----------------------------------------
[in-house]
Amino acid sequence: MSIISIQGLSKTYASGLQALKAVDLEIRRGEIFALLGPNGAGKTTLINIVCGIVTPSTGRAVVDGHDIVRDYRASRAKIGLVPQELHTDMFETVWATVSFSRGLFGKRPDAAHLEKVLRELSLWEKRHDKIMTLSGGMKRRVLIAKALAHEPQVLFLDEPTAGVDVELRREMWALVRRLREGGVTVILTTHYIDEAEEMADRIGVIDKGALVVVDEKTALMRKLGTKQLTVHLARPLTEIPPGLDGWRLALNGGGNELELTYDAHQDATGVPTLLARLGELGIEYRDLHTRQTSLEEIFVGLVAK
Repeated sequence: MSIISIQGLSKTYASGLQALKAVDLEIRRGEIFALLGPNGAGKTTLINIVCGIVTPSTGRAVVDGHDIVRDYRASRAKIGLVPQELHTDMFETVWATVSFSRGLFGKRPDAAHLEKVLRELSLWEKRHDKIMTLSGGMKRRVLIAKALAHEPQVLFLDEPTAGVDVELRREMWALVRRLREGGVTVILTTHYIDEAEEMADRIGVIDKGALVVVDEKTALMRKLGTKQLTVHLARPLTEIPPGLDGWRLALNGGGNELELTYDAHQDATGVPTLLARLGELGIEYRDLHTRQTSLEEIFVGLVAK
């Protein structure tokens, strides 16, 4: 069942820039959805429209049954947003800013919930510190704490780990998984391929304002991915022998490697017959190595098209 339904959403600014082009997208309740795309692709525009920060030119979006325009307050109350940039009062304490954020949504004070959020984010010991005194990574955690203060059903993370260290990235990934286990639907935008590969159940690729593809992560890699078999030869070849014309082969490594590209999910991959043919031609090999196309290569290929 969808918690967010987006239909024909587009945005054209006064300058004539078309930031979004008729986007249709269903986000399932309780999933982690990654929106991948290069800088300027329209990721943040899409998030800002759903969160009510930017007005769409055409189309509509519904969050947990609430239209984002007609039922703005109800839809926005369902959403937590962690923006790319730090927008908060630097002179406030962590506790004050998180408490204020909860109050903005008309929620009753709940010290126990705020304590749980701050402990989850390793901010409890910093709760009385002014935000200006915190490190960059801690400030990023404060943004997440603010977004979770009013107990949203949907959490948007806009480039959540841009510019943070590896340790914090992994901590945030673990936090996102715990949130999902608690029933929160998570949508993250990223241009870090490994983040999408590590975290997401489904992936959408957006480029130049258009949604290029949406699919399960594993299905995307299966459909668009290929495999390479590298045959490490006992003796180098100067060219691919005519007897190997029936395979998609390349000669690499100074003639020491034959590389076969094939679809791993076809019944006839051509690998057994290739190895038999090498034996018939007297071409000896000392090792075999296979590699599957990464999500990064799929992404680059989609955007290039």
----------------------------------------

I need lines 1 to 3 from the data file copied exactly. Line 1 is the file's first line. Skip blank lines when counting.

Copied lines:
[in-house]
Amino acid sequence: MSIISIQGLSKTYASGLQALKAVDLEIRRGEIFALLGPNGAGKTTLINIVCGIVTPSTGRAVVDGHDIVRDYRASRAKIGLVPQELHTDMFETVWATVSFSRGLFGKRPDAAHLEKVLRELSLWEKRHDKIMTLSGGMKRRVLIAKALAHEPQVLFLDEPTAGVDVELRREMWALVRRLREGGVTVILTTHYIDEAEEMADRIGVIDKGALVVVDEKTALMRKLGTKQLTVHLARPLTEIPPGLDGWRLALNGGGNELELTYDAHQDATGVPTLLARLGELGIEYRDLHTRQTSLEEIFVGLVAK
Repeated sequence: MSIISIQGLSKTYASGLQALKAVDLEIRRGEIFALLGPNGAGKTTLINIVCGIVTPSTGRAVVDGHDIVRDYRASRAKIGLVPQELHTDMFETVWATVSFSRGLFGKRPDAAHLEKVLRELSLWEKRHDKIMTLSGGMKRRVLIAKALAHEPQVLFLDEPTAGVDVELRREMWALVRRLREGGVTVILTTHYIDEAEEMADRIGVIDKGALVVVDEKTALMRKLGTKQLTVHLARPLTEIPPGLDGWRLALNGGGNELELTYDAHQDATGVPTLLARLGELGIEYRDLHTRQTSLEEIFVGLVAK